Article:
Thursday, May 3, 2012
Imagine watching a wounded Cornish Archer from the 1549 Battle of Fenny Bridges as he digs a musket ball from his thigh.
Witnessing Master Peter, priest of Payhembury in 1349 as, on his deathbed during the Black Death he hands his vestments to his successor, Master Mark (pictured), who himself succumbs to the disease weeks later. These were just two of the scenes contained in Tale Valley Community Theatre’s site specific theatre production recently staged at Leyhill, an ancient property in Payhembury Parish.
Research into Leyhill’s history had started two years before with archive searches in the Devon and Somerset Records Offices proving particularly fruitful.
Documents spanning the period back to the 15th Century were consulted and seven scenes were written using this and other material as inspiration.
The scenes, spanning the period from 1349 to April 2012 took place in different rooms of the house, in outbuildings and in the Leyhill cobbled yard. Audience groups watched wives from 1916 as they bolstered their resolve through knitting items for their men at the front, enacted in the huge Leyhill kitchen; a motley group of men and boys mustered in the yard in 1588 to resist the expected Spanish invasion, and a pair of minor local poets of 1800 in the magnificent Leyhill drawing room, duped into thinking that Samuel Taylor Coleridge would be taking the Leyhill tenancy from the owner, Francis Drewe, of Broadhembury.
A scene enacted in Leyhill’s old kitchen most closely followed research evidence, employing the text of actual letters written in 1608 by the son of Margaret and John Willoughby whilst he was studying at Oxford University.
A scene set on the day of performance was enacted in the Leyhill workshops in which in reality, furniture and fittings are made for international clients. Thus the Leyhill story was brought up to date.
Audience groups 16-strong were led around the scenes by guides who added additional historical information which provided a deeper context for the stories. Audience members had been prepared for the experience by reading a cleverly designed programme, sold as a ticket, which gave essential information on each scene. his was designed by local artist and gallery owner Tim Woolgar.
Sophisticated lighting was installed by Paul Johnson and the live, original music woven into many of the scenes was directed by Charles West.
Children, directed by Colette Hudson, provided three scenes with songs and rhymes from childhoods past. The huge logistics of performing theatre in such an unusual venue were overseen by Richard Tift.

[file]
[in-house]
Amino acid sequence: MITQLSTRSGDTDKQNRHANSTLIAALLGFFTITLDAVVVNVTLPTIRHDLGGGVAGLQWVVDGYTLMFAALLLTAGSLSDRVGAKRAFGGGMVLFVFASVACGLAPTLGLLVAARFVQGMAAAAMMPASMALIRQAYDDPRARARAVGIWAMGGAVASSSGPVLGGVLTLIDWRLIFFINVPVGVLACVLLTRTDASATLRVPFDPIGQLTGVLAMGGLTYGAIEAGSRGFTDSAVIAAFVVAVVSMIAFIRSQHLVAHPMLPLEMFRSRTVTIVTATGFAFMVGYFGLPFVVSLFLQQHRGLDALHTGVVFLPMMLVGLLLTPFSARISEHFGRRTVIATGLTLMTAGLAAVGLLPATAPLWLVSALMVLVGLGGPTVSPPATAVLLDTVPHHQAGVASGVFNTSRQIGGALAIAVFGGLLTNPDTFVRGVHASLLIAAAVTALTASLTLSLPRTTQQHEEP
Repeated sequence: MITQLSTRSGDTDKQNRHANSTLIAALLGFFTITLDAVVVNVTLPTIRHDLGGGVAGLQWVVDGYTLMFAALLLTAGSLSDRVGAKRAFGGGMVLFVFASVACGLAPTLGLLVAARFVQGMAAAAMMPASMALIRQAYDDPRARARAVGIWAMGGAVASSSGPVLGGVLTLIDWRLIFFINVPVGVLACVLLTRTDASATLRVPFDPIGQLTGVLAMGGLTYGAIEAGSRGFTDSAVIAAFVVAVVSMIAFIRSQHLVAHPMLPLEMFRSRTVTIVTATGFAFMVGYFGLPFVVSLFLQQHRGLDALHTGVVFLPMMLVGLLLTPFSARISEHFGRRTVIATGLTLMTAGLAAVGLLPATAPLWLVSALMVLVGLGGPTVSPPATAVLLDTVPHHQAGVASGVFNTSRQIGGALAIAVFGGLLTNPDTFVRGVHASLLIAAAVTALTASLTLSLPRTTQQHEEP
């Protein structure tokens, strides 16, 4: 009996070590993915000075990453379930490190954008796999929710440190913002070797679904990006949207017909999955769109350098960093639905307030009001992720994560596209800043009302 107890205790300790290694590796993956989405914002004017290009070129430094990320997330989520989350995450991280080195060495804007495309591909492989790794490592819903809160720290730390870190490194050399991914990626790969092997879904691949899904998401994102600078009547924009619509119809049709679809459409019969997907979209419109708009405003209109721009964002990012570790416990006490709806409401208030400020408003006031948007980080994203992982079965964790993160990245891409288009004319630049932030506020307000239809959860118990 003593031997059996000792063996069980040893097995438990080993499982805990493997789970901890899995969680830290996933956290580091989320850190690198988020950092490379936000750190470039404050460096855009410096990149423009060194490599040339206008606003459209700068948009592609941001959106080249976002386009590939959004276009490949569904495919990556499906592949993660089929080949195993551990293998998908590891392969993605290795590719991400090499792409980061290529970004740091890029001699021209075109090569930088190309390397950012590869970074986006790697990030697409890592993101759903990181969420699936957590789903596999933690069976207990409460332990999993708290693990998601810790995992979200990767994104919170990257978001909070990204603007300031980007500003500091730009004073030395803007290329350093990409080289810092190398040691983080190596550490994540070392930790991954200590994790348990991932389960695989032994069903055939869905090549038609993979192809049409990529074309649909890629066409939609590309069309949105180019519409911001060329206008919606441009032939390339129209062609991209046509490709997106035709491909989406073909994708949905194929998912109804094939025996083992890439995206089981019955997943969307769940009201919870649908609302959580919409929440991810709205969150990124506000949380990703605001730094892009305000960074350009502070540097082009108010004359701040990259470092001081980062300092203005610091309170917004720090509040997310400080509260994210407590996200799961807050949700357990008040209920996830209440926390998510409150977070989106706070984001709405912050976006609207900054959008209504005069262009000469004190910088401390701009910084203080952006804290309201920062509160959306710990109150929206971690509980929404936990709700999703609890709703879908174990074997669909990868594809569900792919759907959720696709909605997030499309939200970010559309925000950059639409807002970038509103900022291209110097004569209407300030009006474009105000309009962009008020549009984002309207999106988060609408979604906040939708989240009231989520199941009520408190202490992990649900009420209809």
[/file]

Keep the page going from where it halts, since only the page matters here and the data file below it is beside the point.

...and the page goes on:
Costumes were organised by Penny Wilkinson and Gill Tift and props by Ali Owen and Keith Vaughan.
Audience responses were enthusiastic with people joining in the choruses of the finale song which accompanied tableaus of each scene staged in front of the impressive front elevation of the house.
Audience numbers were restricted to 112 on each of the four nights and tickets quickly sold out.
Comments made by audience members include: “The 1916 ‘Waiting’ is the scene I cannot get out of my mind. I have no idea who the actors were - but they weren’t! To me -and I hope everyone else - they were the real live people just telling their story. And the singing - I have never heard such a wonderful harmony to that song.”
Another declared that she “was deeply impressed with the enterprise, the writing and the conceiving of the very elaborate and deeply interesting episodes.”
A video of the production shot and edited by Ben Vallack will be available and photos by Andy Cowan are also available.
Tale Valley Community Theatre has earned a reputation for mounting original, high quality theatre in non-theatre spaces. New projects are in preparation and a series of skills workshops will start in the autumn as a way of generating and supporting further original work.
Artistic director John Somers is backed by an enthusiastic and skilled committee and contact can be made through the website at tvctheatre.org or by direct contact with John at email@example.com or 01884 277390.